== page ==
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Roy Schatt

Marilyn Monroe and Arthur Miller by Roy Schatt

$2,000
Size
Stephen Bulger Gallery ( Toronto, ON)
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  • Artwork Info
  • About the Artist
  • 1955
    Gelatin silver print
    Signed, with artist stamp, in ink, au verso
    Printed circa 1990
    Unframed

  • Roy Schatt was born in New York City in 1909 and pursued a lifelong passion and career in the arts. He studied under N.C. Wyeth, painted murals during the WPA and used his artistic skills in the Army while stationed in India. Post-war, he returned to New York City where he worked in advertising, acting, illustration and photography, and landed in the circle of many creative personalities. He was influenced by renowned photographers Cartier-Bresson, Edward Weston, Ansel Adams, and Erich Salomon.

    Schatt was a dedicated photographer for 60 years, who captured legendary individuals and historic moments. Utilizing his 'method' approach and use of only natural light, Roy was committed to a pure form of photography. He developed all his photographs in his 33rd Street darkroom, with a focus on the balance of light. His inspiration from the photographers Henri Cartier-Bresson, Edward Weston and Ansel Adams, provided him with a skilled and experienced understanding of the camera as a means to achieve much more than 'documentation', but a meaningful art form translated into a photograph. His study of art, theatre, writing and history were the building blocks of his own photographic art.

    Schatt developed a remarkable friendship with James Dean. As a fellow actor and with a great interest in photography, Dean formed a special bond with Schatt and wanted to learn art from him. About the beginning of their relationship, Schatt states "He was a squinty schlump of a person all bent over. Then Dean suddenly got up and this ugly person became a dream, an Adonis who started to dance around the room. It was a transition I couldn't believe. (…) During our first meeting Jim asked me if I would shoot him, not as a regular session, but to document his activities. It soon developed that he wanted to shoot me as well, so we began classes." During the course of their year-long friendship, cut short by Dean's tragic death, Schatt captured the iconic “Torn Sweater” series portraits, as well as other images of Dean in personal moments playing the bongos at a party, pretending to steal candy from a newsstand, or practicing the art of photography using Schatt and actor friends as his subjects.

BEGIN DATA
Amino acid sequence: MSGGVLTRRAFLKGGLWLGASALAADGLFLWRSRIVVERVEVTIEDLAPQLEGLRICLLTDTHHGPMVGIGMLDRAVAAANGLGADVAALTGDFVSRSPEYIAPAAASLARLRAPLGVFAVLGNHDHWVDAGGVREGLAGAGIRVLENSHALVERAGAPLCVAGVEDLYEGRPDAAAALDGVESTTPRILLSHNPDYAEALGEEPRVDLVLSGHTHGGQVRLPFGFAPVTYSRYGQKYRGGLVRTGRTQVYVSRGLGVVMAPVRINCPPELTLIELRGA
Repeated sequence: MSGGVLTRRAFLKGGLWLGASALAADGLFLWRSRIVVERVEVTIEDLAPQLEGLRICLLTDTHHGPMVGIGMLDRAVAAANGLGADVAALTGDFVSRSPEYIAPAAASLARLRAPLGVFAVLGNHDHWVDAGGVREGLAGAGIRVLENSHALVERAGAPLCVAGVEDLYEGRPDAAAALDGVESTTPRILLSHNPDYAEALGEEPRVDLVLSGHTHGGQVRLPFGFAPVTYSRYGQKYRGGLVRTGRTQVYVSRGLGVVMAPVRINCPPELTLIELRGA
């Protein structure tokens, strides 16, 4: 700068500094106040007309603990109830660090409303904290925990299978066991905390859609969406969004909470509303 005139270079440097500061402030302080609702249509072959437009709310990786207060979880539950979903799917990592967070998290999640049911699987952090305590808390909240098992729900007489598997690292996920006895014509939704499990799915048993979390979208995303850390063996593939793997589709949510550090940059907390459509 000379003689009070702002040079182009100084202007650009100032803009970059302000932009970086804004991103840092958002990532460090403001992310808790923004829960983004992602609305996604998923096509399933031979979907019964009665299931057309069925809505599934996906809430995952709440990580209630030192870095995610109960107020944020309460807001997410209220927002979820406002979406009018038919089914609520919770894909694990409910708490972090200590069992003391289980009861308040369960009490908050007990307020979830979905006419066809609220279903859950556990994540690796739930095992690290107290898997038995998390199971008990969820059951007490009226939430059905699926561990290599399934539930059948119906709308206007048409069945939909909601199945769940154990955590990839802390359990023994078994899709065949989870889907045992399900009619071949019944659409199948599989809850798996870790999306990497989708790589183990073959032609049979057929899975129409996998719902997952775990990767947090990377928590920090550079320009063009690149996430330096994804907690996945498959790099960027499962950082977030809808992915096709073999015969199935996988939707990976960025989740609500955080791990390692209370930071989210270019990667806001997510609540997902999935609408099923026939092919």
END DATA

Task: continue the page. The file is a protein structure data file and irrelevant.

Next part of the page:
During the 50s, Roy Schatt lived in Greenwich Village, the vibrant artistic epicenter of the epoch, and befriended creative personalities. Schatt's forte in portrait photography and his sensibility as an actor allowed him to capture the most genuine, even vulnerable, emotions of his subjects. Famed director Lee Strasberg recognized his caliber as a photographer and named Schatt the Official Photographer of the Actor's Studio.

    Roy Schatt’s photographs have been exhibited at the International Center of Photography, NYC; National Portrait Gallery, Washington, DC; Art Institute of Chicago; and included in national and international gallery exhibitions.

    Adapted from Westwood Gallery, NYC